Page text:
The hero’s journey, by definition, is a Big Journey, in which something with far-reaching effects is achieved through great personal peril. Classical warrior heroes
These days, we get many of our leadership lessons from cable news, where the correspondents often present themselves as leaders of public opinion, and–during
How does blissful leadership look, though, in the face of constant attacks and demands? It is easy to be non-attached in the theoretical, but what about when, say, a leader is regularly confronted and challenges by decisions s/he has made (i.e. the Dean of Ethnic Studies). How does one remain resolute in one’s decision while at the same time, ensuring that all sides have been heard?
We’ve spilled a good deal of ink on the value of non-attachment in previous blog entries. To repeat, non-attachment is the ability to yield control over outcomes, and it is a core teaching in our effort to define a non-heroic, peaceful, harmonious, and more rewarding form of leadership.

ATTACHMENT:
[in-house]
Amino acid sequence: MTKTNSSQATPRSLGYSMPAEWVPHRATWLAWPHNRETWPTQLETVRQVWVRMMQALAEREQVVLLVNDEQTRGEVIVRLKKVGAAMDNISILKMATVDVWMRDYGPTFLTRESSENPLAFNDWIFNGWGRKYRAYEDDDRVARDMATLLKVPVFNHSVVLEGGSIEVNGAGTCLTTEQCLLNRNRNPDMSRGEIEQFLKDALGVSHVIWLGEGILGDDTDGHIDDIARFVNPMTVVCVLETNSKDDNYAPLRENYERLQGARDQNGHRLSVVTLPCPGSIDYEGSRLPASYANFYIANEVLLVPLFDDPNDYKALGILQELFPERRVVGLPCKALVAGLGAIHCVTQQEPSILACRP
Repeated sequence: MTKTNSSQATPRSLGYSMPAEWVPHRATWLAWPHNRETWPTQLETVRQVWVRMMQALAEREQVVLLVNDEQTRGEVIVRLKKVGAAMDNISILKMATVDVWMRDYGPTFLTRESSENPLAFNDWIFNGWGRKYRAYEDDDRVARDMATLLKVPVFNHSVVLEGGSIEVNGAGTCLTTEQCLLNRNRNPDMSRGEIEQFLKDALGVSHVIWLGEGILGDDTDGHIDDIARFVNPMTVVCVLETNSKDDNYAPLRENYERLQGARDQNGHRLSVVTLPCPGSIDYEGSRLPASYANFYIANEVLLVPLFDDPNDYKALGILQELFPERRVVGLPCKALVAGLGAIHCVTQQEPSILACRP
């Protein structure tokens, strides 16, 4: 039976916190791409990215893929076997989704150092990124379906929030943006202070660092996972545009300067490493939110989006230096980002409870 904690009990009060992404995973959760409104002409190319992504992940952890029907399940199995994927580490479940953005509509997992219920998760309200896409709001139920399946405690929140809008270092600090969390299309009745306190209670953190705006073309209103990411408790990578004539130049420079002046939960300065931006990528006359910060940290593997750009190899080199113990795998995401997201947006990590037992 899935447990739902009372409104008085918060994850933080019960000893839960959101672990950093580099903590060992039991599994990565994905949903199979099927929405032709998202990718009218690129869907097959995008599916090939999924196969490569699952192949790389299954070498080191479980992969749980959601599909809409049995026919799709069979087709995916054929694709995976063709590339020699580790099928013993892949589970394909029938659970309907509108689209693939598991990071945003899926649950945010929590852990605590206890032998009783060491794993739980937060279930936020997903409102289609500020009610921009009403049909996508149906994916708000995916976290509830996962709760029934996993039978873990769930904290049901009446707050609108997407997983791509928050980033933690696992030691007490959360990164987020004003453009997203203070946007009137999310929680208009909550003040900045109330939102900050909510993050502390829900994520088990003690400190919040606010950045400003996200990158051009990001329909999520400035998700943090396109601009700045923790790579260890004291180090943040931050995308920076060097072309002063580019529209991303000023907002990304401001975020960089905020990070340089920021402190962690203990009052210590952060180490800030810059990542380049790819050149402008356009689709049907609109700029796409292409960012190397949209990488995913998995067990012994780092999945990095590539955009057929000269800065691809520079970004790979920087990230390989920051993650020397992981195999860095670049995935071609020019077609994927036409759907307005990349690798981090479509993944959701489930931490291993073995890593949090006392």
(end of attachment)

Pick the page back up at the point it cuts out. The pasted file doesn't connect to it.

In this time of distress concerning the COVID-19 pandemic, we are reminded of Susan Sontag’s path-breaking 1978 book, Illness as Metaphor
One of the problems with the concept of heroism
is its appeal to the ego’s need to stand out from the crowd, to be
Over the last several installments, we’ve been fleshing out the virtues of non-attachment and setting up this stance as alternative to both the traditional
We’ve already indicated that it’s important not to confuse non-attachment with such attitudes as insensitivity or numbness. Revisiting In the Line of Fire (see Michael
We’ve already discussed Frank Reagan’s (Tom Selleck) ability to find creative solutions to problems in our post called “The Creative Leader” (March 31, 2017). We
A word often used in both psychological and spiritual discourse describes the leadership trait we introduced in the last entry: non-attachment. Non-attachment is the ability